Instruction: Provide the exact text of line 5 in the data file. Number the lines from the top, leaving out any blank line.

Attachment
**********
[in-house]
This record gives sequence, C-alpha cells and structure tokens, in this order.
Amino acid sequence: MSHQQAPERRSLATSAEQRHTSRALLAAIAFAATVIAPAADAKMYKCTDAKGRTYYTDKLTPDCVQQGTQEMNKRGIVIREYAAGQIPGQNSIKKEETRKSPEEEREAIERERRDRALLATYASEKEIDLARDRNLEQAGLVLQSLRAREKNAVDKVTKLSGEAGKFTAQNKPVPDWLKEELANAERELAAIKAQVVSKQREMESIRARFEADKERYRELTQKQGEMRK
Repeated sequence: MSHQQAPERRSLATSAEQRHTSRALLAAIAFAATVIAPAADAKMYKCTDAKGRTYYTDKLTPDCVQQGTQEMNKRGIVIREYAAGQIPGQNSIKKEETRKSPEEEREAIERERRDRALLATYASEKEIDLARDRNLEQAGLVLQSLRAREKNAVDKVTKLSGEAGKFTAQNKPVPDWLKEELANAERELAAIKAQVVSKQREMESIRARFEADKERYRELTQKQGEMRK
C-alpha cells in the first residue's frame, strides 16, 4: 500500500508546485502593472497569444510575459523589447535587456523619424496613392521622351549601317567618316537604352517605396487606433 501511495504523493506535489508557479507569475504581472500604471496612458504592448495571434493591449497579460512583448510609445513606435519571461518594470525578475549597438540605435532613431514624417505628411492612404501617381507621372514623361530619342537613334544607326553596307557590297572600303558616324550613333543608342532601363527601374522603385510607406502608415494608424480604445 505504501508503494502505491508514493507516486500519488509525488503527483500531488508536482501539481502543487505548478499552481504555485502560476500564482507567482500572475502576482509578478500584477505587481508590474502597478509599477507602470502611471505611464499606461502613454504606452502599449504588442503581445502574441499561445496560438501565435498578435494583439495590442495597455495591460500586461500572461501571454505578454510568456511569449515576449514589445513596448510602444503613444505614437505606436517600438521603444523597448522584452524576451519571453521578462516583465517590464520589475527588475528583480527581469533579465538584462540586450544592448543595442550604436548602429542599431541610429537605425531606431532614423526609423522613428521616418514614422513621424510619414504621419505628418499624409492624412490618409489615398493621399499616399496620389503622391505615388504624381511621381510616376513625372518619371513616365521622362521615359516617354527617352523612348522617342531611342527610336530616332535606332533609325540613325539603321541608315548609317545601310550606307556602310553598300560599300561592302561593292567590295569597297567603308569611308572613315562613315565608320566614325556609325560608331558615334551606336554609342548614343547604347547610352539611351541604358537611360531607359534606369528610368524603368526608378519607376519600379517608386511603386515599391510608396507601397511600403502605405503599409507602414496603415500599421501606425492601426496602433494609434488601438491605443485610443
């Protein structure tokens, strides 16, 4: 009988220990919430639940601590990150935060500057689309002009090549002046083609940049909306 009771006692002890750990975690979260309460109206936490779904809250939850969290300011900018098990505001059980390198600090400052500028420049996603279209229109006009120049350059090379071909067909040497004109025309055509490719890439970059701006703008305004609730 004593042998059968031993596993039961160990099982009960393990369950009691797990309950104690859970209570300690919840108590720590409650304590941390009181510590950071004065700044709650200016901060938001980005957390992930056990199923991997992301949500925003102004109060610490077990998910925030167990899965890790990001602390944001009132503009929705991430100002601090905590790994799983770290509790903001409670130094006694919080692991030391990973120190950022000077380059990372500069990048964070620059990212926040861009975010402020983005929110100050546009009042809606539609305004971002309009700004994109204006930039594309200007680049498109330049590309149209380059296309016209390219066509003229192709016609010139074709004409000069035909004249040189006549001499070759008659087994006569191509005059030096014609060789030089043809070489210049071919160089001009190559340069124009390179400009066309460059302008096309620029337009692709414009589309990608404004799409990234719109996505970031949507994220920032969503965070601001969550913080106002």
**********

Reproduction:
C-alpha cells in the first residue's frame, strides 16, 4: 500500500508546485502593472497569444510575459523589447535587456523619424496613392521622351549601317567618316537604352517605396487606433 501511495504523493506535489508557479507569475504581472500604471496612458504592448495571434493591449497579460512583448510609445513606435519571461518594470525578475549597438540605435532613431514624417505628411492612404501617381507621372514623361530619342537613334544607326553596307557590297572600303558616324550613333543608342532601363527601374522603385510607406502608415494608424480604445 505504501508503494502505491508514493507516486500519488509525488503527483500531488508536482501539481502543487505548478499552481504555485502560476500564482507567482500572475502576482509578478500584477505587481508590474502597478509599477507602470502611471505611464499606461502613454504606452502599449504588442503581445502574441499561445496560438501565435498578435494583439495590442495597455495591460500586461500572461501571454505578454510568456511569449515576449514589445513596448510602444503613444505614437505606436517600438521603444523597448522584452524576451519571453521578462516583465517590464520589475527588475528583480527581469533579465538584462540586450544592448543595442550604436548602429542599431541610429537605425531606431532614423526609423522613428521616418514614422513621424510619414504621419505628418499624409492624412490618409489615398493621399499616399496620389503622391505615388504624381511621381510616376513625372518619371513616365521622362521615359516617354527617352523612348522617342531611342527610336530616332535606332533609325540613325539603321541608315548609317545601310550606307556602310553598300560599300561592302561593292567590295569597297567603308569611308572613315562613315565608320566614325556609325560608331558615334551606336554609342548614343547604347547610352539611351541604358537611360531607359534606369528610368524603368526608378519607376519600379517608386511603386515599391510608396507601397511600403502605405503599409507602414496603415500599421501606425492601426496602433494609434488601438491605443485610443